I can get a bonus for Christmas for $60,000 or I can get a bonus for Christmas of $0. And that all depends on how many people filed claims against me. Anytime there’s a damn storm, we’re up in the middle of the night watching it. Trust me, dude, I’m telling you. It’s wild. It can literally, on my income anymore, it can make the difference of $100,000 to $150,000 a year in my pocket.
The most rewarding thing of it is, it’s not like a doctor where you’ve got to be there to see patients. Once you’ve built the business, then you can kind of go and do whatever you want to do.
What advice would you offer someone considering this career?
I wouldn’t start from scratch. I guess that’s the best way to put it. I would somehow either buy in or get put into an existing agency that already has a book of business. But it’s very long-term…I mean, it’s very hard to go in and just start from nothing. It takes so many years just to get to where you’re even making some money. I’d also, before you sign on, make sure you really do your due diligence on what the company’s telling you about what you’re getting. Sometimes they’ll bullshit that and say “Oh, you’re getting this many clients and you’re getting this and you’re getting that,” and then you get in there and go, “Oh, wait a minute,”.
How much time off do you get/take?
Time off, I guess that would include my other business ventures. If you want to look at it from that standpoint, probably four months. And the typical agent’s not probably going to be able to do that, but easily six to eight weeks. It’s different for everyone. I own my own business. If some guy is an agent for Farm Bureau, that guy actually works for Farm Bureau. He’s like a loan officer at a bank.
What is a common misconception people have about what you do?
I would say the misconception is that we make more money off things than what they really do. Like what insurance agents do or an insurance company even in general. People think you make so much more money than what you do. People don’t realize that, yes, I took in, $10,000 grand but, as soon as they wreck their car, I pay it right back out.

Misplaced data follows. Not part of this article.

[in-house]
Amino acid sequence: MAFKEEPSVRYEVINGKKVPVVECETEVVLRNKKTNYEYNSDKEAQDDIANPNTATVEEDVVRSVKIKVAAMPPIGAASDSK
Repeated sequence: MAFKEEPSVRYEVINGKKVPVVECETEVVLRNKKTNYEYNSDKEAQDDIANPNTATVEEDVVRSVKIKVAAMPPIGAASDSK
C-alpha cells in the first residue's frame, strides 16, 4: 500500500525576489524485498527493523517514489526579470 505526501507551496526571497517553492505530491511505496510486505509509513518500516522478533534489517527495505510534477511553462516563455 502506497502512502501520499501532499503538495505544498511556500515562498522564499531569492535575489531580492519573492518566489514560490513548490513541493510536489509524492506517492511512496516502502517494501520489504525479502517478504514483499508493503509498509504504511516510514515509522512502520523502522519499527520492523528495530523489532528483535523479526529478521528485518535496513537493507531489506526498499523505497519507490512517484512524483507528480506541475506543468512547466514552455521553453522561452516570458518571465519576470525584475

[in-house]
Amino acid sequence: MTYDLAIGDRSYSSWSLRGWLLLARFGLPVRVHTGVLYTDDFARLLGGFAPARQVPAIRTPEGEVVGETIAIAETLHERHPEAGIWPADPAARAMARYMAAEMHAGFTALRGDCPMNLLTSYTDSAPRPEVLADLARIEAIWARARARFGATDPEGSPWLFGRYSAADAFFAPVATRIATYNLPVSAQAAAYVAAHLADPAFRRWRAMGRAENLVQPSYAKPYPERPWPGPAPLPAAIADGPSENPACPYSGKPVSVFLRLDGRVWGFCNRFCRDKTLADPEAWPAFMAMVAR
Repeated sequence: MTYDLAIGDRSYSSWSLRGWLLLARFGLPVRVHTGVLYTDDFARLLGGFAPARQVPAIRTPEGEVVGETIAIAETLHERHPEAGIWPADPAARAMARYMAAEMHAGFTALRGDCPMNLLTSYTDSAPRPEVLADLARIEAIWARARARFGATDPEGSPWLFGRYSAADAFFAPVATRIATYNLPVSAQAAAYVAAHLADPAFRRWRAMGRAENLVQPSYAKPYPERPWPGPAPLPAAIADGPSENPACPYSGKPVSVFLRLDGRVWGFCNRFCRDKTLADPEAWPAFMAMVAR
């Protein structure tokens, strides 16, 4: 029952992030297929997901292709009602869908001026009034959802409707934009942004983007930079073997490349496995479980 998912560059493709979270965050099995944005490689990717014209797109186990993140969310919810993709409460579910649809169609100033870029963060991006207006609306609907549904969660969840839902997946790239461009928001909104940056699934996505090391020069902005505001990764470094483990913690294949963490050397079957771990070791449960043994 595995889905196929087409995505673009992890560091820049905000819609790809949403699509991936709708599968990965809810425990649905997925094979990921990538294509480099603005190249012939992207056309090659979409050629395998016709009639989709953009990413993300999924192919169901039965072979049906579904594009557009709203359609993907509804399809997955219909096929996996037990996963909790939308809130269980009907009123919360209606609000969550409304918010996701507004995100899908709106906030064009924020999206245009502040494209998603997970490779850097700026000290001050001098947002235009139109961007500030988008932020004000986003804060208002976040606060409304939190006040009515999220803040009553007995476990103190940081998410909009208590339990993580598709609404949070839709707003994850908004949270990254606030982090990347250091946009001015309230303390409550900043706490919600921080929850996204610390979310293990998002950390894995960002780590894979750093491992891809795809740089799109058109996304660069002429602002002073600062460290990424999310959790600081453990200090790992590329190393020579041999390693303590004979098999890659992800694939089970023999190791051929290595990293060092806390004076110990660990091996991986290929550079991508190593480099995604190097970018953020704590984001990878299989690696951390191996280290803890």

What are your goals/dreams for the future?
Just to build a big agency. My deal’s pretty much to get it where I make $350,000 to $400,000 a year and don’t even have to go by there. That’s my goal. And I mean, mine’s a little different. My whole goal in the long-run is to set it up to have people to sell for me. I’m trying to set up the business and let it run itself.
What else would you like people to know about what you do?
It’s a long-term business. It’s a very long-term business. It’s not something you walk in to and in a couple of years you’re going to just boom, all of a sudden you’re making $100,000. It’s good for somebody that say, went to college, moves back home, doesn’t ever want to move, wife’s happy there, and is like, “I’m going to build a career here that I can have forever and get a lot of free time and go watch my kids play ball.” It’s long-term. It’s a jog, not a sprint. It takes so long to develop those relationships with wealthy clients and get lots of money to come in the door, that if you’re moving all the time, you’re going to be starting back over all the time.
Thank you for your perspective! I’m a 2-20 working at an agency, and my boss is retiring next year. We are set up in a small town, but we have a good sized book. He’s kinda offering me the agency (for a price) and I’ve been wondering if its the right move. If you have any more advice for me I’d love to hear it! Thanks!
Great insight defiantly what I was looking for. If you work hard the fruits of your labor will pay off. Thanks for the insight!
This was insightful, but I disagree that it takes awhile to get up. I spoke to the manager before at Aflac closest to me and he said he was making three times over what he made the second year compared to his first. Plus, many people were pretty much done by the fourth, the reverse of what you’re saying here.
Hi , i just wanted to know how is being interviewed & who interviewed that person . Thank Youu